Next time I defend a dissertation will you remind me to take more photos and to wash my hair that day? Okay, thanks.

Next time I defend a dissertation will you remind me to take more photos and to wash my hair that day? Okay, thanks.

2. Fun times in the NYC. I ended up with some extra time on my hands on the east coast so I talked my good (and, happily for me, spontaneous) friend Christie into a last-minute girls' trip in NYC. We had a blast, including some mighty fine meals, a celebrity sighting or two, theatre evenings, loads of walking, and (best of all) excellent conversations about everything under the sun. 

3. Family times in Utah. After that I headed to Utah for time with my parents and Lauren. The rest of the family joined us there after the Aussie school semester ended on July 3. G had his 30th high school reunion, we had a week at Bear Lake with G's family, time at Wildwood with my family, and so many good, soul filling moments that I will live off of for months. 'Twas perfect.

4. Launching countdown for Maddy. University and freshman orientation doesn't start until later in August but, since I had already been gone for almost 6 weeks, I realized I couldn't stay away any longer to wait for the actual first day of school. So we did the dorm outfitting and goodbying a little earlier. It does NOT get any easier the second time around, folks. We will miss our Maddy girl immensely but are so happy for her new stage. She's so READY.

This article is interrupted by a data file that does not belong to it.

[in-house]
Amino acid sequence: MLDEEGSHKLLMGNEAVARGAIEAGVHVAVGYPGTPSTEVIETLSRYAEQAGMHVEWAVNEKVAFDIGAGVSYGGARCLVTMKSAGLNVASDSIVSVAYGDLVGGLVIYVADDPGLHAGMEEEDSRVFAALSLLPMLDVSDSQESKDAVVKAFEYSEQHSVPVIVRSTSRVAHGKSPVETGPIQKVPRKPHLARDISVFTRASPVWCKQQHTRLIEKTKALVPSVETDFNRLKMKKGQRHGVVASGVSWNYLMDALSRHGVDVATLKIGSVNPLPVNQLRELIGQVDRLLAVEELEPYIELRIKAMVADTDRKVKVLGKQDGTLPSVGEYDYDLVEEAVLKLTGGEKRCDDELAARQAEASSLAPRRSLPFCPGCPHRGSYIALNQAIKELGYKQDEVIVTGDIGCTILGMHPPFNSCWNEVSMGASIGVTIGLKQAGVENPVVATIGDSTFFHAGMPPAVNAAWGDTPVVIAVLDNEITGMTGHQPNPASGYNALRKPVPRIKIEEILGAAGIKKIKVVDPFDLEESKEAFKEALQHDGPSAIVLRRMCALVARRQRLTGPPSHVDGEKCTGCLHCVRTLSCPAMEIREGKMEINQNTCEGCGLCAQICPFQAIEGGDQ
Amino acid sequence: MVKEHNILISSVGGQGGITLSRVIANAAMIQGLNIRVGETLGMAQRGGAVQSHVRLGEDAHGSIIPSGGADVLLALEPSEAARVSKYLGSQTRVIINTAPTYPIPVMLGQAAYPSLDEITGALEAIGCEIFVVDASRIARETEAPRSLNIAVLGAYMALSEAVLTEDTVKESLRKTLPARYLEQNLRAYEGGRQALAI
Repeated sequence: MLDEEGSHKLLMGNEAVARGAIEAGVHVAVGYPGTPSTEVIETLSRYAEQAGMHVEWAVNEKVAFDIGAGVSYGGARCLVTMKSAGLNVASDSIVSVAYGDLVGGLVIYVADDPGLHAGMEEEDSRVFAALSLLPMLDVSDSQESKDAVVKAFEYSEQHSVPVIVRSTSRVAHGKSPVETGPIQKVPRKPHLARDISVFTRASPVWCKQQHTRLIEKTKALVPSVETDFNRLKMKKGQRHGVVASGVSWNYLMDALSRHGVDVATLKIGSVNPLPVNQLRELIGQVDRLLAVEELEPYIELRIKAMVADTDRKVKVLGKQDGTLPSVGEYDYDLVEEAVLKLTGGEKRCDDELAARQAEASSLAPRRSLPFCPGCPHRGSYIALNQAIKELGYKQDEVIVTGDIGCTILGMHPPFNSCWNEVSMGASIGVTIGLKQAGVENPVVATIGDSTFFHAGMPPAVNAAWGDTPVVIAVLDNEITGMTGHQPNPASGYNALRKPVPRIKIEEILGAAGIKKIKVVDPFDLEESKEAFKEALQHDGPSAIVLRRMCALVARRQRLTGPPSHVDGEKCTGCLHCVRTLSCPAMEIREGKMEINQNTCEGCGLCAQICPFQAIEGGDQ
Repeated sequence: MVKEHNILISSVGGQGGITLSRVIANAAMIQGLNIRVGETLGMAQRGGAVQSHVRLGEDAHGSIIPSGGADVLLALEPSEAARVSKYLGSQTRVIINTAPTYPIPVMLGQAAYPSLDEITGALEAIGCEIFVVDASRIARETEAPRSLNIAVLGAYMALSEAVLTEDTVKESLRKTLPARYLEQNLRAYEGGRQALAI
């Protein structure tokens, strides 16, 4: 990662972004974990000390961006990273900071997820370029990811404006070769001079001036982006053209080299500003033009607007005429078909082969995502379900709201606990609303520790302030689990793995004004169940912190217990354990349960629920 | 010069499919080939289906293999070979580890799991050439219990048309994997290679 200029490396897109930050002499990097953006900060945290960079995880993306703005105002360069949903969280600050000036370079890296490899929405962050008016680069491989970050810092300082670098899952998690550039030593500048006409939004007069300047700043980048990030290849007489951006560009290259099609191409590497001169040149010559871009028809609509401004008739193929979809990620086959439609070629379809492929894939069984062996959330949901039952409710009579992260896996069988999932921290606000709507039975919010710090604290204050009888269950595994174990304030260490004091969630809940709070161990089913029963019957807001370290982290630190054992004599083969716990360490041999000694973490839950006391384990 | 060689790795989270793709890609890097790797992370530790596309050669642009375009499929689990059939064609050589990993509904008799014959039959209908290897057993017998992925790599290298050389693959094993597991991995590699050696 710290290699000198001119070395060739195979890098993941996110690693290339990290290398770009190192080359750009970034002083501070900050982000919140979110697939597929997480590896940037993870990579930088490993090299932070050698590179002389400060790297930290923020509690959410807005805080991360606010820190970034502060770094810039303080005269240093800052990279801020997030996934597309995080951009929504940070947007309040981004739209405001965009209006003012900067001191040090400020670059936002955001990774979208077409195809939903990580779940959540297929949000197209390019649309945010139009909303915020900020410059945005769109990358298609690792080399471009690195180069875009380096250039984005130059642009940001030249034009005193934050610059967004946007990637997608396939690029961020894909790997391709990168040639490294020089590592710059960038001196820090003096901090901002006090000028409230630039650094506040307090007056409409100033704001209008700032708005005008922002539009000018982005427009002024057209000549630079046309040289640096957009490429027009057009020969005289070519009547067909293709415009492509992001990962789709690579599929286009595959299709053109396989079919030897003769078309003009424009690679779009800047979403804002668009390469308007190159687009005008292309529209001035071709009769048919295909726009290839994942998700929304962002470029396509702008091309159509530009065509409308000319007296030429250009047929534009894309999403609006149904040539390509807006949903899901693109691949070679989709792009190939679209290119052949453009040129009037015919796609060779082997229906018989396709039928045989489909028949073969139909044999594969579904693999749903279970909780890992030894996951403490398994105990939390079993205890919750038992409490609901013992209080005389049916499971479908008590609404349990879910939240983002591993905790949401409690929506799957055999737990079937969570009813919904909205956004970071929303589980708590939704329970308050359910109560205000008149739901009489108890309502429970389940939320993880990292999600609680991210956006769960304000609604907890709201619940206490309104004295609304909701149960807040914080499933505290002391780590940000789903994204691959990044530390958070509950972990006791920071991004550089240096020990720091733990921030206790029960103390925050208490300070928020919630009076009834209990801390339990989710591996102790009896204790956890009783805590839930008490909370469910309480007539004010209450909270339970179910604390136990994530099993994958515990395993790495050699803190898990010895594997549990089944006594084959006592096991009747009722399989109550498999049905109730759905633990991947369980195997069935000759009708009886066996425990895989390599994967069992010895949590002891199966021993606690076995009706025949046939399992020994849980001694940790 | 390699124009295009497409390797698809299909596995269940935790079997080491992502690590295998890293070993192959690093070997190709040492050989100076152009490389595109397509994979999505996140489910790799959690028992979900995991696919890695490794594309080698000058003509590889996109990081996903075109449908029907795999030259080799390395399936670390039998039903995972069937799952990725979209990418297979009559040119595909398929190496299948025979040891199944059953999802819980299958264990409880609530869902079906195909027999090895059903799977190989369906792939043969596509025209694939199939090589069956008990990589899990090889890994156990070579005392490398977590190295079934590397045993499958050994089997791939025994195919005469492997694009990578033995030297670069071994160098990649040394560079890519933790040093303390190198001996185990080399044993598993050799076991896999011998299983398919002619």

At our family talent night, my cousin Colin sang this song he wrote with a friend. Sitting there between my two girls, it was the perfect song for the day before our goodbyes. I posted a little snippet on my instagram but here's the whole, beautiful song. Thanks, Colin. 

I went to France

 Lyon, France

Lyon, France

Just to catch everyone up: The husband and I flew to France two weeks ago to pick up our oldest daughter, Jordan, who was serving an 18 month mission for our church. For the duration of her mission, our communication was limited to e-mails and real-life, written letters -- oh, and those two sacrosanct, one-hour, Skype calls on Mother's Day and Christmas. All of this to say, it had been a long time since I'd seen or even really talked to my baby. I intended to march over to France, collect my child, and eat as many patisseries as humanly possible.